Normally, bylaws establish qualifications for serving on the board of directors. (Corp. Code §7151(c)(3).) Beginning January 1, 2020, associations are limited to mandatory and permissive candidate qualifications as set forth below.
Mandatory Qualifications. Associations are required to disqualify anyone who is not a member of the association at the time of the nomination.
Permissive Qualifications. There are only four candidate qualifications associations may adopt. They are as follows:
- Criminal Conviction. A past criminal conviction that would either prevent the association from purchasing the fidelity bond coverage required by Section 5806 should the person be elected or terminate the association’s existing fidelity bond coverage as to that person should the person be elected.
- Delinquent. The person is delinquent in the payment of regular and special assessments unless (i) paid under protest , (ii) entered into a payment plan, or (iii) not provided Internal Dispute Resolution (IDR).
- Joint Ownership. If the person, if elected, would be serving on the board at the same time as another person who holds a joint ownership interest in the same separate interest parcel as the person and the other person is either properly nominated for the current election or an incumbent director.
- Owner Less Than 1 Year. If that person has been a member of the association for less than one year.
Qualifications No Longer Allowed. Following are some of the candidate qualifications many associations previously adopted which are no longer allowed:
- The person must be in good standing. Now, a person can have significant architectural and rules violations and unpaid fines and get a seat on the board.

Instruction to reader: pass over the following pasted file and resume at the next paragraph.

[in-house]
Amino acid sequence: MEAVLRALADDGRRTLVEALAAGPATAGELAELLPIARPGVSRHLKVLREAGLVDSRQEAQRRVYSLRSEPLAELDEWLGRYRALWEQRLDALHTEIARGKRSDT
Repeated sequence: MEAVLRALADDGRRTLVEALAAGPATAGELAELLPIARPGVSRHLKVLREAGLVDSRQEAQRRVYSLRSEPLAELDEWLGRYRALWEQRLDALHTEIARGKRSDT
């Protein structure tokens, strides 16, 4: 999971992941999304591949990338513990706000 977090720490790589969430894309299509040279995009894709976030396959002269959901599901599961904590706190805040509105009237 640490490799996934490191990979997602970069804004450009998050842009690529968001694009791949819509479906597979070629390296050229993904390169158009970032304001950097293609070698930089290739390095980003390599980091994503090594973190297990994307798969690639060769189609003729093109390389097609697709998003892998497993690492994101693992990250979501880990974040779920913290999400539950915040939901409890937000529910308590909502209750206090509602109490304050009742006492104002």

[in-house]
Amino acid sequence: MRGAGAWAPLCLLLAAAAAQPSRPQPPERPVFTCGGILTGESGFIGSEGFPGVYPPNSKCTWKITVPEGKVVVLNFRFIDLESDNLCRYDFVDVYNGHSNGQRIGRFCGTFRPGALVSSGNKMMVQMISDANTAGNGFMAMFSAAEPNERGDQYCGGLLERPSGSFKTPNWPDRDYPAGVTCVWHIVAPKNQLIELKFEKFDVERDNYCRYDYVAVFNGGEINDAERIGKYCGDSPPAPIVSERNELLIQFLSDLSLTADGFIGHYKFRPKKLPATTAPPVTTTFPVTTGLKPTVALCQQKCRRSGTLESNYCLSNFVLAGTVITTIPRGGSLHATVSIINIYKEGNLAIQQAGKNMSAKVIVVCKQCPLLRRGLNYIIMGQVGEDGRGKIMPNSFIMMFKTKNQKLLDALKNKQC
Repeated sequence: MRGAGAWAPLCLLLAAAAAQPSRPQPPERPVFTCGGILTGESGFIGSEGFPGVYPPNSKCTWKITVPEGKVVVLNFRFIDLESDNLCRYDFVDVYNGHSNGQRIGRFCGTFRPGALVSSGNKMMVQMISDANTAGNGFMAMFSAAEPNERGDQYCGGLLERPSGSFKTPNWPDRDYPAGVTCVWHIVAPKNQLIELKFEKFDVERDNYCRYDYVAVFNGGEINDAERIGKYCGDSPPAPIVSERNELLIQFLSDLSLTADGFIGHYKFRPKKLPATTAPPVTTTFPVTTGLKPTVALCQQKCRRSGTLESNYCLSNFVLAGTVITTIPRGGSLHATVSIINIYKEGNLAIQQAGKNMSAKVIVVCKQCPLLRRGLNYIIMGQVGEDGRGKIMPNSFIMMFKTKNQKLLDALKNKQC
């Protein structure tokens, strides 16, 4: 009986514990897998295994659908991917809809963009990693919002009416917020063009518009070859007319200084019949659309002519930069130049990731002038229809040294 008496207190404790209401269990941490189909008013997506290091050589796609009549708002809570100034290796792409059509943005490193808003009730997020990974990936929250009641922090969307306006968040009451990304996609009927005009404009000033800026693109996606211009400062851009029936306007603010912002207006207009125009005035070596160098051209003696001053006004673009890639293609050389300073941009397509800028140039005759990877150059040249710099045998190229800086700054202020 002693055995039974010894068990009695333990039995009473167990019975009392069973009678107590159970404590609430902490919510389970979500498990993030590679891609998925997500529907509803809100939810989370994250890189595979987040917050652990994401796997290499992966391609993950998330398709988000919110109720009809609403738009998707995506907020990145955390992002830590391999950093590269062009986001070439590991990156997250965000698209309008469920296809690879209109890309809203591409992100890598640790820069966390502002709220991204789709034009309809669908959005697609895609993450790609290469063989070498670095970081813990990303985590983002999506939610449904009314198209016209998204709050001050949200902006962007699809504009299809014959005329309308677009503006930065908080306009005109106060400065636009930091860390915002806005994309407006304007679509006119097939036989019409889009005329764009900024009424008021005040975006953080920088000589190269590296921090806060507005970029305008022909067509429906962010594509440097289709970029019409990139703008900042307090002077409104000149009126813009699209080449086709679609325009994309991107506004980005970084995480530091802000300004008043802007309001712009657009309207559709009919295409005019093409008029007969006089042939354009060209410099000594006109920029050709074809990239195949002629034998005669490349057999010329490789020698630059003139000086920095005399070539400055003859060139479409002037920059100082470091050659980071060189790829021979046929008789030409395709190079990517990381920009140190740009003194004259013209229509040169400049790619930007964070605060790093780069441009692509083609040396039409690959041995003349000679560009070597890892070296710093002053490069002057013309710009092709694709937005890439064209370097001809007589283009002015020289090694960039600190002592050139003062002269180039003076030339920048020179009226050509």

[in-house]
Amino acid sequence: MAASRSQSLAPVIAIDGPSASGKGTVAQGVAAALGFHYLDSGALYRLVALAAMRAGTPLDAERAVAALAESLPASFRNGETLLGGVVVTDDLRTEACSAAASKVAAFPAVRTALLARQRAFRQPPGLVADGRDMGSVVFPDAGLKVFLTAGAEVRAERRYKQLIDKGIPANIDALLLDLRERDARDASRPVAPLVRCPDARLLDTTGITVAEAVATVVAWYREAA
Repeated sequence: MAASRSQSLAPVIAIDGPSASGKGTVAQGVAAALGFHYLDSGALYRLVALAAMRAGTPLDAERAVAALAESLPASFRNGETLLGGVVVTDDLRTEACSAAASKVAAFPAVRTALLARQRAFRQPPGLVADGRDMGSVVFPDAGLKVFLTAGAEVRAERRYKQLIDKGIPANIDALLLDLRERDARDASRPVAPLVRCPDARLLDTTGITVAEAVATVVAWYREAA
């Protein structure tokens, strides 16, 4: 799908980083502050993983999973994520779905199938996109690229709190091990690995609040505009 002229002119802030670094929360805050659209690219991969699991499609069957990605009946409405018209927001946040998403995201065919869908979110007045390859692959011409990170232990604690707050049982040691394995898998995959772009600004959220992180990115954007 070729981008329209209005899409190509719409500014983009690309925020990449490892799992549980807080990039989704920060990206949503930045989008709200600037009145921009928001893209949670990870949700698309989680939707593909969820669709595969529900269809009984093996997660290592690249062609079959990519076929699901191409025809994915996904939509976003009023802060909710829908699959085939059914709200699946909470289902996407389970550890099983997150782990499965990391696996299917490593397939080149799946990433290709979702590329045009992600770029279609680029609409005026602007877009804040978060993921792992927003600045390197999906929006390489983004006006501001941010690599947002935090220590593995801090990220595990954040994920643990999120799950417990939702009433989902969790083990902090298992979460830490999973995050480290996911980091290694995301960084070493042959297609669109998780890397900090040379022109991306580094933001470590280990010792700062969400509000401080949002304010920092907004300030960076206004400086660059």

- The person must not be in litigation with the association. This creates conflicts of interest and confidentiality problems.
- The person has been convicted of a felony in the past ten years. As long as the association's fidelity bond is not affected, violent felons can serve on the board.
- The person is a second or third tier registered sex offender.
- The person meets minimum age and residency criteria. This affects 55+ communities. It means a 25-year old who owns a unit through inheritance can serve on 55+ boards.
- Term limits are voided since they prevent members from being nominated.
Director Removal. In addition to qualifications for election to the board, many associations include conditions under which directors can removed from the board. For example, bylaws often state that a director's seat can be vacated by the board if the director misses three regularly scheduled meetings in a row or four in a twelve month period. Associations can continue to use removal provisions provided they are reasonable and provided they do not conflict with the mandatory and permissive qualifications described above. See Director Removal.
Qualifications Via Rule Change. Even though the bylaws may be silent on director qualifications, the court of appeal in Friars Village v. Hansing ruled that boards can adopt director qualifications in their election rules provided the qualifications are "reasonably related to the performance of the Board and will serve to protect its overall mission--protecting the best interests of the Association." The court's decision was based on a particular set of circumstances and the language in the association's governing documents so it is unclear if the decision allows associations to freely adopt director qualifications via rule changes. Accordingly, whenever possible, candidate-director qualifications should be implemented via an amendment to the bylaws.
ASSISTANCE: For assistance establishing director qualifications for your association, contact us. To stay current with issues affecting community associations, subscribe to the Davis-Stirling Newsletter.